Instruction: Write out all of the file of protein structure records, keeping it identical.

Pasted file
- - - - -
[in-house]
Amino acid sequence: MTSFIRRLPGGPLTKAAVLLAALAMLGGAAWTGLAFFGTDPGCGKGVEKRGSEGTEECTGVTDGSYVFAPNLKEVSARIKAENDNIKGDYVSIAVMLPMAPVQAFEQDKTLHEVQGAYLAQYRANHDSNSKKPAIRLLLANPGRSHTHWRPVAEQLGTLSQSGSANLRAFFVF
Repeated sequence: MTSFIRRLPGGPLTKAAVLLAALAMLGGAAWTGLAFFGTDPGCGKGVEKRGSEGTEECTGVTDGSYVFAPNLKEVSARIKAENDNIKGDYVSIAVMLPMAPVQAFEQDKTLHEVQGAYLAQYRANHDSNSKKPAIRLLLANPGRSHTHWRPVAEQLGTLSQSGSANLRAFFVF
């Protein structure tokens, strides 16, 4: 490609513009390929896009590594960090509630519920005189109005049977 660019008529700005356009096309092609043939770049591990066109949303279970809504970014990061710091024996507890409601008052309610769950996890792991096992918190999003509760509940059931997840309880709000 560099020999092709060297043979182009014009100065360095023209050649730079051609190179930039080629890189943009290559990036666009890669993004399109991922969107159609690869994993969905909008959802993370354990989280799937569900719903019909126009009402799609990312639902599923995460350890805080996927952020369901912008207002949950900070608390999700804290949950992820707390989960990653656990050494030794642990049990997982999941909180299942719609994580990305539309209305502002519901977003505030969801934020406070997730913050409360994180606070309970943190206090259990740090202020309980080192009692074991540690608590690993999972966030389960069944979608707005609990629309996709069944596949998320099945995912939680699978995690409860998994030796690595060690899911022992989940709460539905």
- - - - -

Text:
[in-house]
Amino acid sequence: MTSFIRRLPGGPLTKAAVLLAALAMLGGAAWTGLAFFGTDPGCGKGVEKRGSEGTEECTGVTDGSYVFAPNLKEVSARIKAENDNIKGDYVSIAVMLPMAPVQAFEQDKTLHEVQGAYLAQYRANHDSNSKKPAIRLLLANPGRSHTHWRPVAEQLGTLSQSGSANLRAFFVF
Repeated sequence: MTSFIRRLPGGPLTKAAVLLAALAMLGGAAWTGLAFFGTDPGCGKGVEKRGSEGTEECTGVTDGSYVFAPNLKEVSARIKAENDNIKGDYVSIAVMLPMAPVQAFEQDKTLHEVQGAYLAQYRANHDSNSKKPAIRLLLANPGRSHTHWRPVAEQLGTLSQSGSANLRAFFVF
């Protein structure tokens, strides 16, 4: 490609513009390929896009590594960090509630519920005189109005049977 660019008529700005356009096309092609043939770049591990066109949303279970809504970014990061710091024996507890409601008052309610769950996890792991096992918190999003509760509940059931997840309880709000 560099020999092709060297043979182009014009100065360095023209050649730079051609190179930039080629890189943009290559990036666009890669993004399109991922969107159609690869994993969905909008959802993370354990989280799937569900719903019909126009009402799609990312639902599923995460350890805080996927952020369901912008207002949950900070608390999700804290949950992820707390989960990653656990050494030794642990049990997982999941909180299942719609994580990305539309209305502002519901977003505030969801934020406070997730913050409360994180606070309970943190206090259990740090202020309980080192009692074991540690608590690993999972966030389960069944979608707005609990629309996709069944596949998320099945995912939680699978995690409860998994030796690595060690899911022992989940709460539905």